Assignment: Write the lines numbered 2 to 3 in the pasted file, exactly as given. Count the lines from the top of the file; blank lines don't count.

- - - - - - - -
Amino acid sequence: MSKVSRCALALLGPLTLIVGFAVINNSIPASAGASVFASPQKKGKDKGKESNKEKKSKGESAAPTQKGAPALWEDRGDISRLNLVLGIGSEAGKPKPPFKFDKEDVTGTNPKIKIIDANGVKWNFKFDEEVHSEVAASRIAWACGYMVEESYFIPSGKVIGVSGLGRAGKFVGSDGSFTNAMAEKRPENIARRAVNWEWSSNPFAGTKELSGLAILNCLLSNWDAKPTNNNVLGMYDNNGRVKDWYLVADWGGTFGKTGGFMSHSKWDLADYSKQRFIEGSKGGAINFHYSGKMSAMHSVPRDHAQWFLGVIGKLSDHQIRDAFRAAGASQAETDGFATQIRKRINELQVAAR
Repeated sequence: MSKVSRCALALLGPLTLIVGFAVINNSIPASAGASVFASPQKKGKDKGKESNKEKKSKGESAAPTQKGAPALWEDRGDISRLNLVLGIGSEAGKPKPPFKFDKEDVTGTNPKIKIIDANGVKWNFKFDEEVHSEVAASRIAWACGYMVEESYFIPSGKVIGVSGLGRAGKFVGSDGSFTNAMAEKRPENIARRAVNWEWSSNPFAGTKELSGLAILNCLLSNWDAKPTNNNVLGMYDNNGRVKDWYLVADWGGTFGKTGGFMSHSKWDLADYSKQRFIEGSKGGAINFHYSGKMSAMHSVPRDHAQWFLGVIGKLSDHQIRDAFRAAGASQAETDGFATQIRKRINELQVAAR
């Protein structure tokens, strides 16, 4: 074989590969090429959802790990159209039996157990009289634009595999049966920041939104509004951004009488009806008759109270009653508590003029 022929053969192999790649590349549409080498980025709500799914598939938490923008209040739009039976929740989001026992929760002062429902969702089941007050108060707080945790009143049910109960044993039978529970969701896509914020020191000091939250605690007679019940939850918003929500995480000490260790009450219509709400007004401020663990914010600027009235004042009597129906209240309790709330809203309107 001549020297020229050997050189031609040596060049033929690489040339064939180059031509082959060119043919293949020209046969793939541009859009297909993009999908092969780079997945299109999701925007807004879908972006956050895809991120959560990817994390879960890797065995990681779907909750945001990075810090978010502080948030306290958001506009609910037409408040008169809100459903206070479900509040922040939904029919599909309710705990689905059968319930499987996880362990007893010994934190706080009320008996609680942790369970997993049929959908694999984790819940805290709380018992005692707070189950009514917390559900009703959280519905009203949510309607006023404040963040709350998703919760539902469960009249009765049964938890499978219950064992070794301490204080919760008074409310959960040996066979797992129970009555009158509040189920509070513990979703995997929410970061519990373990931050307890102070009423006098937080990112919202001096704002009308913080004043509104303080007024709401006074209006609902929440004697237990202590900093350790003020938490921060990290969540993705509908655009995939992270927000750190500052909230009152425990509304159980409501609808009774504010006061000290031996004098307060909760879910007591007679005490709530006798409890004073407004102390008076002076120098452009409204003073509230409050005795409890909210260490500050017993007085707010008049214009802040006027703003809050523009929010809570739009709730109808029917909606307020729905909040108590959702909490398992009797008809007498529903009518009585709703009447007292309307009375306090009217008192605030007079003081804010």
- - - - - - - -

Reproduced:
Repeated sequence: MSKVSRCALALLGPLTLIVGFAVINNSIPASAGASVFASPQKKGKDKGKESNKEKKSKGESAAPTQKGAPALWEDRGDISRLNLVLGIGSEAGKPKPPFKFDKEDVTGTNPKIKIIDANGVKWNFKFDEEVHSEVAASRIAWACGYMVEESYFIPSGKVIGVSGLGRAGKFVGSDGSFTNAMAEKRPENIARRAVNWEWSSNPFAGTKELSGLAILNCLLSNWDAKPTNNNVLGMYDNNGRVKDWYLVADWGGTFGKTGGFMSHSKWDLADYSKQRFIEGSKGGAINFHYSGKMSAMHSVPRDHAQWFLGVIGKLSDHQIRDAFRAAGASQAETDGFATQIRKRINELQVAAR
């Protein structure tokens, strides 16, 4: 074989590969090429959802790990159209039996157990009289634009595999049966920041939104509004951004009488009806008759109270009653508590003029 022929053969192999790649590349549409080498980025709500799914598939938490923008209040739009039976929740989001026992929760002062429902969702089941007050108060707080945790009143049910109960044993039978529970969701896509914020020191000091939250605690007679019940939850918003929500995480000490260790009450219509709400007004401020663990914010600027009235004042009597129906209240309790709330809203309107 001549020297020229050997050189031609040596060049033929690489040339064939180059031509082959060119043919293949020209046969793939541009859009297909993009999908092969780079997945299109999701925007807004879908972006956050895809991120959560990817994390879960890797065995990681779907909750945001990075810090978010502080948030306290958001506009609910037409408040008169809100459903206070479900509040922040939904029919599909309710705990689905059968319930499987996880362990007893010994934190706080009320008996609680942790369970997993049929959908694999984790819940805290709380018992005692707070189950009514917390559900009703959280519905009203949510309607006023404040963040709350998703919760539902469960009249009765049964938890499978219950064992070794301490204080919760008074409310959960040996066979797992129970009555009158509040189920509070513990979703995997929410970061519990373990931050307890102070009423006098937080990112919202001096704002009308913080004043509104303080007024709401006074209006609902929440004697237990202590900093350790003020938490921060990290969540993705509908655009995939992270927000750190500052909230009152425990509304159980409501609808009774504010006061000290031996004098307060909760879910007591007679005490709530006798409890004073407004102390008076002076120098452009409204003073509230409050005795409890909210260490500050017993007085707010008049214009802040006027703003809050523009929010809570739009709730109808029917909606307020729905909040108590959702909490398992009797008809007498529903009518009585709703009447007292309307009375306090009217008192605030007079003081804010």